• Yeah! I am so happy when I hear someone is gardening! I have been a gardener for over 20 years now and I can’t even begin to tell you how rewarding it is going to be for you.

  • Joy, this is exactly what I’m going to do in my new garden! I’m so excited about growing vegies again, albeit on a patio. Thanks for the inspiration :)

  • Axelle, the french reader April 20, 2009 at 1:13 am

    PS : Toulon, in france, not in Illinois !

  • Axelle, the french reader April 20, 2009 at 1:13 am

    Hello Joy, I’m a french reader, living in Toulon and I love your website that I read each day.
    I had exactly the same “garden love” than you, this spring and I made almost the same plants choice. So, I just want to tell : be careful, basil is very “fragile” (sorry, I don’t know the english word). He doen’t need too much water !! I killed 4 basil plants before deciding to let him die of thirst !!!
    I watch my “garden” each day, waiting anxiously, to see my little tomatoes, my little strawberries growing up.
    That’s a good occupation.
    Friendly.

  • Ok, I’ll have to try this with my boys. Since it can all be grown in one pot.. Very cool, I had no idea that things ‘work’ together like that.

  • I, too, kill everything I try to plant and I’m pretty sure it’s because I over water my plants as well. I can’t even grow wild flowers (you know, those flowers that are supposed to grow by themselves?)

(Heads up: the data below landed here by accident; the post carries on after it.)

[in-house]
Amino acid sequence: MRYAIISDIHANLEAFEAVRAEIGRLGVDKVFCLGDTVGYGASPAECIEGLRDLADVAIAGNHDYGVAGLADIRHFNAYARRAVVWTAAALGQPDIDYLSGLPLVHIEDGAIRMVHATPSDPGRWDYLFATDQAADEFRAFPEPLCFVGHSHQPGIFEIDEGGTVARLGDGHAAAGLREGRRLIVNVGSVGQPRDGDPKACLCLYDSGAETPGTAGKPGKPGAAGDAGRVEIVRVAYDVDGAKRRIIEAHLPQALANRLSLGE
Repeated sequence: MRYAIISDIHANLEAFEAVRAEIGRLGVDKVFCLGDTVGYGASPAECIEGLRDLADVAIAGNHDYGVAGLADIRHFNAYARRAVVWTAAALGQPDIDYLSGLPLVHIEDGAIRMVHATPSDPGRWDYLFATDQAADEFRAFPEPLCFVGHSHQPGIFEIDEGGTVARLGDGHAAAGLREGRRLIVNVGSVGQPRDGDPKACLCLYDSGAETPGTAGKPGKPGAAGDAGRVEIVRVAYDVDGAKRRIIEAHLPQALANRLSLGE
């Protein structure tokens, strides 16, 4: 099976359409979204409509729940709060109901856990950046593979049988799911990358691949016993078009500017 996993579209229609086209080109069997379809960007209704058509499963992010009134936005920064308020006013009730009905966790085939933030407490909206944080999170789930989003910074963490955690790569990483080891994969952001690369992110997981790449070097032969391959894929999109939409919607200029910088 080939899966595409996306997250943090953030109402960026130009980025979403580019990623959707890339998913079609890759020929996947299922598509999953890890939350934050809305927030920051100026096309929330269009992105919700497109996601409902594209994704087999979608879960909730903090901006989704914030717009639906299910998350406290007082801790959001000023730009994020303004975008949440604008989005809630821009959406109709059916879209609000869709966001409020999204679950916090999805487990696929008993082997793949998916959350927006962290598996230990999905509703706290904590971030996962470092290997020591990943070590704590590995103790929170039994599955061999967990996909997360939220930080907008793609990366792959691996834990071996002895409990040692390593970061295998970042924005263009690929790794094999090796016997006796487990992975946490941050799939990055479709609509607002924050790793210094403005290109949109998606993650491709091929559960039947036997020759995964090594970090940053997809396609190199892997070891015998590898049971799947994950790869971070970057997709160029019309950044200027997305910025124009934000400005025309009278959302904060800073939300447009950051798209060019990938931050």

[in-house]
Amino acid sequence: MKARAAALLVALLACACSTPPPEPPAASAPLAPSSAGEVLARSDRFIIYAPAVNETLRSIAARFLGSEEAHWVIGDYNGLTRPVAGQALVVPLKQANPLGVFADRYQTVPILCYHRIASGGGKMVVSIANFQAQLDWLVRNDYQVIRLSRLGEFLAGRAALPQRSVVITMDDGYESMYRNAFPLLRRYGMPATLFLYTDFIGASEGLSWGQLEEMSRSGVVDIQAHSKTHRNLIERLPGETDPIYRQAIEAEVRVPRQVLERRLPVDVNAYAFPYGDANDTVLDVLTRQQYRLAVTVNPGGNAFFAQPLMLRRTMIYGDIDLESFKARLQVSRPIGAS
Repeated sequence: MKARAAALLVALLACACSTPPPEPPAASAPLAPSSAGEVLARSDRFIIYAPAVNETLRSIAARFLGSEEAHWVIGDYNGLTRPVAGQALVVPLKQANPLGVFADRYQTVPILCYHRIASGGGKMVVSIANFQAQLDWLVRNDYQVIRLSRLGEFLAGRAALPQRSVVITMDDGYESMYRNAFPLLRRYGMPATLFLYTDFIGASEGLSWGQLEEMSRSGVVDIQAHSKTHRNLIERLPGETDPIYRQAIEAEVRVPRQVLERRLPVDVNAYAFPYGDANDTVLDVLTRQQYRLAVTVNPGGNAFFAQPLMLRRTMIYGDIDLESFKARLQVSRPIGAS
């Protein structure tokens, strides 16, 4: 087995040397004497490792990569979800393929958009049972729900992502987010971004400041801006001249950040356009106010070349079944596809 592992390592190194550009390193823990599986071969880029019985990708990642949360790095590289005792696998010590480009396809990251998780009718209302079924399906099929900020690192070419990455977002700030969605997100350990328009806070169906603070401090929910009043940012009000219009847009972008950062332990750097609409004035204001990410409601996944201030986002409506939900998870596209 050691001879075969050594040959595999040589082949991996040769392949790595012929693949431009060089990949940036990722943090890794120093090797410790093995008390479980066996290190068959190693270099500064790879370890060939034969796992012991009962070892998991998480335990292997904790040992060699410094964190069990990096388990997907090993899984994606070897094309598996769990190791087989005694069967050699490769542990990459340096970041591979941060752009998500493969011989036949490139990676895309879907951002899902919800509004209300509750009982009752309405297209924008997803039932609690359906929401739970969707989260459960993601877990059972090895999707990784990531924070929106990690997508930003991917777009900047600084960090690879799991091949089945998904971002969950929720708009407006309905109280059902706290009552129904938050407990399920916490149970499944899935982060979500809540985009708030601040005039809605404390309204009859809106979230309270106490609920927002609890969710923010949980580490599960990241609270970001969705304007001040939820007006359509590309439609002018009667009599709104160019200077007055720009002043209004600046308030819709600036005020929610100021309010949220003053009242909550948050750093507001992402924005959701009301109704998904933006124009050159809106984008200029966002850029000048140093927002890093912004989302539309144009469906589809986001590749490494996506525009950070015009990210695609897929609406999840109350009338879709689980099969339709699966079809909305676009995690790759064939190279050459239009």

• Good luck with gardening!

  • As a fellow gardener, it has been my experience that out of all the plants you have chosen, the nasturtium are going to be the most robust in growing, to the point of being somewhat invasive…..

    Anyhow, good luck with your potted garden.

  • I love that the plants use team work! This was a totally great post (and believe you me, it didn’t take any convincing to get me to read this post; I always look forward to your posts). You’re making me and my black-thumb self want to get down with some gardening! Perhaps, I, too, will have a one-pot adventure!

  • but Phoo-D! A steak sounds so much more delicious!

  • We were gardening today too! The chives went in along with some tomato and eggplant seeds. I do believe that you might want to tie a “stake” to your tomatoes (though I’m sure they are delicious with a steak!). Fun stuff – love the photos!

  • Living in a condo makes a potted garden a must. I cannot WAIT for the nights to warm up enough to start planting – and reading this has inspired a few new ideas. Thanks Joy!

  • What a great idea, that is something I can do with my daughter during the summer and than we can get some of your receipes and make something yummy. Thank you from Texas

  • I’m totally inspired, thanks! I hope I don’t kill mine. I am notorious for that.